Kitsilano BC: Coffee Beans Picked By Monkeys On Sale
Barry Artiste, Now Public Contributor
You know there is a reason why I have a penchant for Columbian Coffee, perhaps it's taste, perhaps that Juan Valdez and his Loyal donkey lovingly hand pick the South American berries for me. Then there are other more exotic coffees on the market who do not carry Columbian for some reason. Kitsilano BC, for one, has gone that extra mile just for you!!!!
Kitsilano, teased as the "Mecca of Bandwaggonry", has lived up to it's name in it's recent "Jump onto Bandwaggonry" by offering Coffee Beans picked exclusively by South Indian Monkeys who take the beans into their mouth and suck on them for a while and god knows what else before it is picked from the ground. Not disgusting enough for ya?
"Ohh !! then wait, there's more", perhaps the succulent Sumatra Coffee Bean is more to your liking. These Coffee Beans in Sumatra are gobbled up by Civet Cats, who once digesting the errant coffee beans, promptly "Crap out the Beans" which are then collected and brought to your favourite Expresso Haunt.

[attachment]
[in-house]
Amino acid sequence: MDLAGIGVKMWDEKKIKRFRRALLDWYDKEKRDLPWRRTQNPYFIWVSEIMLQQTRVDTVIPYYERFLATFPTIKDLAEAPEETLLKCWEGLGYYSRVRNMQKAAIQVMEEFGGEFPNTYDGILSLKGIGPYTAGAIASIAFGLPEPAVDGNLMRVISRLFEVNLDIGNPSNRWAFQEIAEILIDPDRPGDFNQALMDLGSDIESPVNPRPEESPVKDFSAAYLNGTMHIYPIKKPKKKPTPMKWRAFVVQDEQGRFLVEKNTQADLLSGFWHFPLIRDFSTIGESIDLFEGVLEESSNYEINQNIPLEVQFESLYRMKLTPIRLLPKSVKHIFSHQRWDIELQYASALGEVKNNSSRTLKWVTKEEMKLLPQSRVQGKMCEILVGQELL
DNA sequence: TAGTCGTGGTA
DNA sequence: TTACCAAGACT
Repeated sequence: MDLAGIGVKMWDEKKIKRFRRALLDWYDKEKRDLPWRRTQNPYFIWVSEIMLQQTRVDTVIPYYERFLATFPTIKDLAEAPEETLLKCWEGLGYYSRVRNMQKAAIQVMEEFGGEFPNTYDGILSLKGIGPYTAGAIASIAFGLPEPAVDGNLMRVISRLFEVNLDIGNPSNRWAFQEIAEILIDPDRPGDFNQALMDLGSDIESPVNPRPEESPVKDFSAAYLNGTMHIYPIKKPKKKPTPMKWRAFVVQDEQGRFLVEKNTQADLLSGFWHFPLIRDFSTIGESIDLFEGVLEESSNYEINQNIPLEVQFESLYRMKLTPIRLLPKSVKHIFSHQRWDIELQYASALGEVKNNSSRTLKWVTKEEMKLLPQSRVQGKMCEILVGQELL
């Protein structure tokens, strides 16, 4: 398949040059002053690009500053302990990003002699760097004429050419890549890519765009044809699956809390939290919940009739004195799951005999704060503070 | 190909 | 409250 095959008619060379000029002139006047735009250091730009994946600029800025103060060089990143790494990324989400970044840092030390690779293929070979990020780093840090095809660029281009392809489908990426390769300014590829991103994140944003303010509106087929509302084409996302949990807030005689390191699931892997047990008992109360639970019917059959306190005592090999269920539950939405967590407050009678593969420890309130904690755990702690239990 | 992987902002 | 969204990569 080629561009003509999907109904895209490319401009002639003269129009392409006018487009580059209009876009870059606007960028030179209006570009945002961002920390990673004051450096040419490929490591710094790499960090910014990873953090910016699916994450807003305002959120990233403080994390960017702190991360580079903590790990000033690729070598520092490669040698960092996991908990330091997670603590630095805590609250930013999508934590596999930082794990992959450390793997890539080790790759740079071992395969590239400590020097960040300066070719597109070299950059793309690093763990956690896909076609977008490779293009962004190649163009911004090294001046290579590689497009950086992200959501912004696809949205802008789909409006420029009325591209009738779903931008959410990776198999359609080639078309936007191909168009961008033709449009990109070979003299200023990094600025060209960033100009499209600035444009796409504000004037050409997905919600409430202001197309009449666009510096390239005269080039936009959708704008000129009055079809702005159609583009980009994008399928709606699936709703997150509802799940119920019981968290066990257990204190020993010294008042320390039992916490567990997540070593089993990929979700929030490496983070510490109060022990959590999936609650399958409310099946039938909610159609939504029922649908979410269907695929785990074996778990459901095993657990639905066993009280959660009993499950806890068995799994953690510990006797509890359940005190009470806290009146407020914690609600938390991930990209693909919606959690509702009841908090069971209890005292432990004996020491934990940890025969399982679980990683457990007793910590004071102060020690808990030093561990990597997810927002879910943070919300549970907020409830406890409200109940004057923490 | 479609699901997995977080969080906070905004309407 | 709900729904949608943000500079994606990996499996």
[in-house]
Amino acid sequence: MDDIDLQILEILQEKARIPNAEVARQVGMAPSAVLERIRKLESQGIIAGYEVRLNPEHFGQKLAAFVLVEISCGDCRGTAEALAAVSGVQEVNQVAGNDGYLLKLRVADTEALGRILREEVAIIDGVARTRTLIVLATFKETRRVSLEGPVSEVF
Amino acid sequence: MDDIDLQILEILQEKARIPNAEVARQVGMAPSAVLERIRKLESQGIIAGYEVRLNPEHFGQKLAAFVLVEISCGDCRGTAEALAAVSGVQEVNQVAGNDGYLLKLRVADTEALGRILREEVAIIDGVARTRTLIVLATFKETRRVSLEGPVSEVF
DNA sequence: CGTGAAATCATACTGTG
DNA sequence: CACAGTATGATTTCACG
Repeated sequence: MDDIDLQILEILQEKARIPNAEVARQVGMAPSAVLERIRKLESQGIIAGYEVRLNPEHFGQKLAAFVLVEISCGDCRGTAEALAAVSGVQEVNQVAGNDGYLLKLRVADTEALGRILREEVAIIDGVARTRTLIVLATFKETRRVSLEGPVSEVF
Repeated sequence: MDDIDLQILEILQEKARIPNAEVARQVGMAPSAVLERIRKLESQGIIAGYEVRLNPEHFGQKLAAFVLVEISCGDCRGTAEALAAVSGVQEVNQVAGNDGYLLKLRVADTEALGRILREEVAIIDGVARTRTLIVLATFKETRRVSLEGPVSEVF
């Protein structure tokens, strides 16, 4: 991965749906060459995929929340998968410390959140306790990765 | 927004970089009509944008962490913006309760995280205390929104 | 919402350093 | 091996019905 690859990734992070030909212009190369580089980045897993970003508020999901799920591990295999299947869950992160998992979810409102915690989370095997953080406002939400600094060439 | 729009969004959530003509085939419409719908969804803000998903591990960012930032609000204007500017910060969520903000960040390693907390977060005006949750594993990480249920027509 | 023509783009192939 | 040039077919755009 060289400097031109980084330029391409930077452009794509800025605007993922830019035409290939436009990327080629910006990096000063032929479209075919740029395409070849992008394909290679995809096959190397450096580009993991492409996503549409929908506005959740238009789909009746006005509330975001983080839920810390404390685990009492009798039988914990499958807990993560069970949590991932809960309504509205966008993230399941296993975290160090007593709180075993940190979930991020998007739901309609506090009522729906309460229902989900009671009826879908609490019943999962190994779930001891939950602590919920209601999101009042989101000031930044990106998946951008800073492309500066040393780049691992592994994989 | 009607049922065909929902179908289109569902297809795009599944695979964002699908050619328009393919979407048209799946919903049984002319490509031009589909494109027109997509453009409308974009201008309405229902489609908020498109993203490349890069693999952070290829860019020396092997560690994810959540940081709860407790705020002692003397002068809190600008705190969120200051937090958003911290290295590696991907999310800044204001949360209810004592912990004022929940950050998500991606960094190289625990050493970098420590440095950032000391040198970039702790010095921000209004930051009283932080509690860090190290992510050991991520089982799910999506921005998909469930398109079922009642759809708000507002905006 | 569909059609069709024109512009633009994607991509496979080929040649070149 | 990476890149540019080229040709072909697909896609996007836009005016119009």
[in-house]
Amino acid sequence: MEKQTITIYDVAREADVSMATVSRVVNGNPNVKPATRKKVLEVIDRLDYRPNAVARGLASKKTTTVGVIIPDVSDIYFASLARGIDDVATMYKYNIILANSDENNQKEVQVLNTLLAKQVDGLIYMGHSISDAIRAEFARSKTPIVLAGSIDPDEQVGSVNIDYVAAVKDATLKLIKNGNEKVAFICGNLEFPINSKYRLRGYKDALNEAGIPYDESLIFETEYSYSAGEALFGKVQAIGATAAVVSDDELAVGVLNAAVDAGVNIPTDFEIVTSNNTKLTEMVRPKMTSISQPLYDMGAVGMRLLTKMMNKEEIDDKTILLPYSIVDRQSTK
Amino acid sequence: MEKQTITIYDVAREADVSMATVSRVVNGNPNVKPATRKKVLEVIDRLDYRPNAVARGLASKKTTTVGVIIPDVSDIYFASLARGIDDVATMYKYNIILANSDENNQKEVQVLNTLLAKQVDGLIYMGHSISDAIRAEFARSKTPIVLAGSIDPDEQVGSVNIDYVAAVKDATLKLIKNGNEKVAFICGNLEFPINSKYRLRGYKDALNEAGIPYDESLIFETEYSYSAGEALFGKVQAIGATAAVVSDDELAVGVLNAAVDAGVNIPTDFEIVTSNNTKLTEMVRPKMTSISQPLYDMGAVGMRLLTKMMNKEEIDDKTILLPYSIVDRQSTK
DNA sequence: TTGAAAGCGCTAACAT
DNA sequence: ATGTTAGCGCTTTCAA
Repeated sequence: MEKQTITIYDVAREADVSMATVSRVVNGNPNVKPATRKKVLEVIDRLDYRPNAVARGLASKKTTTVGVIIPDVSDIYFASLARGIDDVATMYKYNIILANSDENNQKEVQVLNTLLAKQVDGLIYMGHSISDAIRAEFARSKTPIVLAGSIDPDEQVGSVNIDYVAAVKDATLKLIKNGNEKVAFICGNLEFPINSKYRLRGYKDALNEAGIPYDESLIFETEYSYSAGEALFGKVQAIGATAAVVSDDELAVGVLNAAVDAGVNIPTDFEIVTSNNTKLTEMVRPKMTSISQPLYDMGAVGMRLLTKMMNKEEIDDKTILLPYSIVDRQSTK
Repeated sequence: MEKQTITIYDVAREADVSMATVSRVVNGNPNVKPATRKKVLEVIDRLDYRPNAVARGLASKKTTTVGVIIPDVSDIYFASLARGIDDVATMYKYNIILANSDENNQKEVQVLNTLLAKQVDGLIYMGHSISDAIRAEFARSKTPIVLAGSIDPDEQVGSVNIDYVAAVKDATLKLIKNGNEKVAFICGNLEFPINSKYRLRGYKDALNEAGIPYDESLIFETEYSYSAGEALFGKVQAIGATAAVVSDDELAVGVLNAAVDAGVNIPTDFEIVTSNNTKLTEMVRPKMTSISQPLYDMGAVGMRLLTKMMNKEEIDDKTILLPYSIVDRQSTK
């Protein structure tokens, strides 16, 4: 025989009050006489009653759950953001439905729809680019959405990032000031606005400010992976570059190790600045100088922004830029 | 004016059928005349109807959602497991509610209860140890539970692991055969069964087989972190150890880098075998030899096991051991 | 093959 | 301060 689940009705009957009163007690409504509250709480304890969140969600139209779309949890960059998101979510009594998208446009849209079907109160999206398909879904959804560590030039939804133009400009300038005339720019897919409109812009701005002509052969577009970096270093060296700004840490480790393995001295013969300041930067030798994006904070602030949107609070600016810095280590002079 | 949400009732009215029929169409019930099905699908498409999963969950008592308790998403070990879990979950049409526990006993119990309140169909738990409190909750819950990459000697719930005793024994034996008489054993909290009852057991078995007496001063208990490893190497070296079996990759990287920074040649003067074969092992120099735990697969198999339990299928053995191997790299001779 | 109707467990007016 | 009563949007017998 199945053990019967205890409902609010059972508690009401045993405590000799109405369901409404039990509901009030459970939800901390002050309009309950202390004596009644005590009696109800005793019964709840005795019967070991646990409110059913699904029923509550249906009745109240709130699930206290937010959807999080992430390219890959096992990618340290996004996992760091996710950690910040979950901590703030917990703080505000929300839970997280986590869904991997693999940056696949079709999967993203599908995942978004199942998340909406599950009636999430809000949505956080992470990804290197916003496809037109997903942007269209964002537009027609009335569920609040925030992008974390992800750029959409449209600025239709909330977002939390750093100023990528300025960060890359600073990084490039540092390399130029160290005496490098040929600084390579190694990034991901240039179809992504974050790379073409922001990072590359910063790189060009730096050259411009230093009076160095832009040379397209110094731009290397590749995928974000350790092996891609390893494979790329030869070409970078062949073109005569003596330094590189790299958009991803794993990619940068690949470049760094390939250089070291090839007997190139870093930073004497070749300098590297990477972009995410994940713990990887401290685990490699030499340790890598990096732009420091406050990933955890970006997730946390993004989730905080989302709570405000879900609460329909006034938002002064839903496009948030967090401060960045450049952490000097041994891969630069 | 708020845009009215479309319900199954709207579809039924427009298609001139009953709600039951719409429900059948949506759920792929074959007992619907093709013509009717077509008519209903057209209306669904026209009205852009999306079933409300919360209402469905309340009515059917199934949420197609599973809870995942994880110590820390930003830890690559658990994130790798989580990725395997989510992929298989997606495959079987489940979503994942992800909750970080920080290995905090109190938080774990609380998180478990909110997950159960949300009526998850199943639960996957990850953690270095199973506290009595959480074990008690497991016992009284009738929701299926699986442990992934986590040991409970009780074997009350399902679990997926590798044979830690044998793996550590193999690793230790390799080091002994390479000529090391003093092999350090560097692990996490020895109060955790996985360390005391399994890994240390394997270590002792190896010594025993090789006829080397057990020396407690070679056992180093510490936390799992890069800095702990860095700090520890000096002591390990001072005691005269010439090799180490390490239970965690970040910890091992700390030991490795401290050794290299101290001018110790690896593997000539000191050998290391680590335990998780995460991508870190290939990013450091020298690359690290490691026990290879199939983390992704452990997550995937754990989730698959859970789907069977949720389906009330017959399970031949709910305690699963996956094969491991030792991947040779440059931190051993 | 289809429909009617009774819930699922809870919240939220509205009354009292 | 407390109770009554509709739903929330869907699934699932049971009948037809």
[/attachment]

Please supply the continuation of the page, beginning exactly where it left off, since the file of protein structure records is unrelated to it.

So next time you get that $10.00 Tall Low Fat Foam Latte with a wisp of cinnamon, and proclaim to your Barista, that this Latte Sucks, and Tastes like Crap!! You are not far off in your assessment!.
Welcome to Kits, when "Suckage and Crap" are paramount in making your "First Cup of the Day" a memorable experience. And Now you Know!
As for French Roast, perhaps the accompanying Photo explains it all. That's my guess!
Monkey-picked coffee on sale here tomorrowStuart Hunter, The ProvincePublished: Wednesday, May 07, 2008
Making this specialty coffee was monkey business.
Vancouver's 49th Parallel Coffee Roasters have enlisted the aid of some unlikely workers in Southern India to help harvest the best coffee beans -- rhesus macaque monkeys.
The coffee critters, who work for peanuts, pick only the few sweetest beans from each plant, which they then store in their mouths for several hours while sucking on the "cherry" fruit before spitting out the inner bean.
A worker then collects the spat-out beans and they are cleaned and roasted, making his job slightly better than the person whose job it is to collect the Kopi Luwak -- Sumatran beans harvested from the "droppings" of civet cats.